A third set of samples (designated "C" in Table 1) was cleaned as above and then laminated on both sides with 0.005 inches of Hysol XEA9684 adhesive. The epoxy film was tacked at 100° C. for three minutes prior to encapsulation. The third set of coupons was then encapsulated in Nitto 180B resin.
FIG. 5 illustrates how adhesion was evaluated. A leadframe coupon 50 was partially embedded in molding resin 52. A shear stress was applied by pulling the coupon 50 and molding resin 52 in opposing directions as generally indicated by stress arrows 54. Any suitable tensile testing apparatus such as those manufactured by Instron Corporation, Canton, Mass. may be used to apply the necessary shear stress. The force required to remove the test lead coupon 50 from the molding resin 52 was recorded. The higher the force, the better the adhesion between the molding compound 52 and the simulated lead 50.
To further evaluate the bond strength, the samples were aged by immersion in a pressure cooker at 121° in steam at a pressure of 14.7 psi. Exposure time under pressure was either 5 hours or 96 hours. The samples were then heated and solder coated to simulate soldering to a printed circuit board.
As illustrated in Table 1, the samples formed according to the process of the invention varied from 3 to 5 times superior in adhesion than leadframe samples cleaned according to conventional processes.
TABLE 1______________________________________SHEAR LOAD (PSI) TO REMOVE LEAD FROMMOLDING ENCAPSULANT PRESSURE PRESSURE COOKER COOKERAS CURED (5 HOURS) (96 HOURS)______________________________________A 330 300 270B 1050 850 750C * * 1050______________________________________ *= shear stress in excess of 1500 psi, failure was within the copper coupon rather than at the resin/copper bond.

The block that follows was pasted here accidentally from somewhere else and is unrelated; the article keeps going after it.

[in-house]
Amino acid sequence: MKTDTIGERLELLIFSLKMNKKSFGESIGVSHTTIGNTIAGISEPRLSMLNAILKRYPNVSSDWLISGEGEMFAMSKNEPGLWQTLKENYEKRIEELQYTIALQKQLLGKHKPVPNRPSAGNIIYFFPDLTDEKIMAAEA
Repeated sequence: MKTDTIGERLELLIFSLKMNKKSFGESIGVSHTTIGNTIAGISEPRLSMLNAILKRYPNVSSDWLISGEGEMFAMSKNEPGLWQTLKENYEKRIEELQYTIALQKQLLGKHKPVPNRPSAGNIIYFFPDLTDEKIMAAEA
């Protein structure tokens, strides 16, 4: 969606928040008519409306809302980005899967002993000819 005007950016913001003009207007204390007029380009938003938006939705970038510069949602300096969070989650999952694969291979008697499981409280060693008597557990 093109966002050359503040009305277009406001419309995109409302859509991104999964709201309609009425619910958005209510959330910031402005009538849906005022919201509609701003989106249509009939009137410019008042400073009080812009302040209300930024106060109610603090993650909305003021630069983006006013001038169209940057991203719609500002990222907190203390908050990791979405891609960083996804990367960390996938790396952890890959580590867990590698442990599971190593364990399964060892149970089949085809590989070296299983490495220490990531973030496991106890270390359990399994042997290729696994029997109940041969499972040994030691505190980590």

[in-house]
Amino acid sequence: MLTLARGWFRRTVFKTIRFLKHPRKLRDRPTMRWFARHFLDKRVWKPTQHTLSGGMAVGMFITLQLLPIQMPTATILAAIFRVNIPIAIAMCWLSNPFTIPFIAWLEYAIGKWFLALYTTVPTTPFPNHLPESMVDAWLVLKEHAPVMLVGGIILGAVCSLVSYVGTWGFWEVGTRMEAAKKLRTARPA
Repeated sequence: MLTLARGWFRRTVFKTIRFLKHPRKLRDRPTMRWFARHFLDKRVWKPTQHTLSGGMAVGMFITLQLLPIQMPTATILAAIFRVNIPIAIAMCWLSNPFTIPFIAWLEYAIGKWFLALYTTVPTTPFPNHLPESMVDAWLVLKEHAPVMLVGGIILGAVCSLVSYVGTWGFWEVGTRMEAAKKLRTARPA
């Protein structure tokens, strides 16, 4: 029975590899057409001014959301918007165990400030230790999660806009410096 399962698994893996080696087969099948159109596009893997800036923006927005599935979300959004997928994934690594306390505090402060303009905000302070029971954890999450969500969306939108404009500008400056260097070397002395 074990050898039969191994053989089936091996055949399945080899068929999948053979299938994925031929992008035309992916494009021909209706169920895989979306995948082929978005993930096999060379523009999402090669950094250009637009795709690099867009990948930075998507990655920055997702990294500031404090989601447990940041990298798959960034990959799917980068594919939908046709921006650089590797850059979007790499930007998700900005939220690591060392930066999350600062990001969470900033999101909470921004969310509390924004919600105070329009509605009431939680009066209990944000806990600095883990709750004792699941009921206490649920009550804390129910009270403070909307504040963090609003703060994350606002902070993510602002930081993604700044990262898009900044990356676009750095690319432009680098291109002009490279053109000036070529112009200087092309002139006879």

The example clearly shows the composite leadframes of the invention are superior to conventional metal leadframes in reducing the possibility of moisture penetration into the package. An adhesion promoting compound may be used alone as illustrated by Group B of the Table. Generally, the thickness of the adhesion promoting compound when used by itself will be from about 20 to about 100 angstroms. When used in combination with the first polymer, the thickness of the adhesion promoting compound should also be in the range of from about 20 to about 100 angstroms. It is believed even better results will be achieved by combining the adhesion promoting compounds with the epoxy coatings of Group C.
While the invention has been described in terms of a quad leadframe (leads approaching the central aperture from four sides), it is equally applicable to DIPs (leads approaching from two opposing sides) and SIPs (leads approaching from a single side) as well an any other conductor configuration.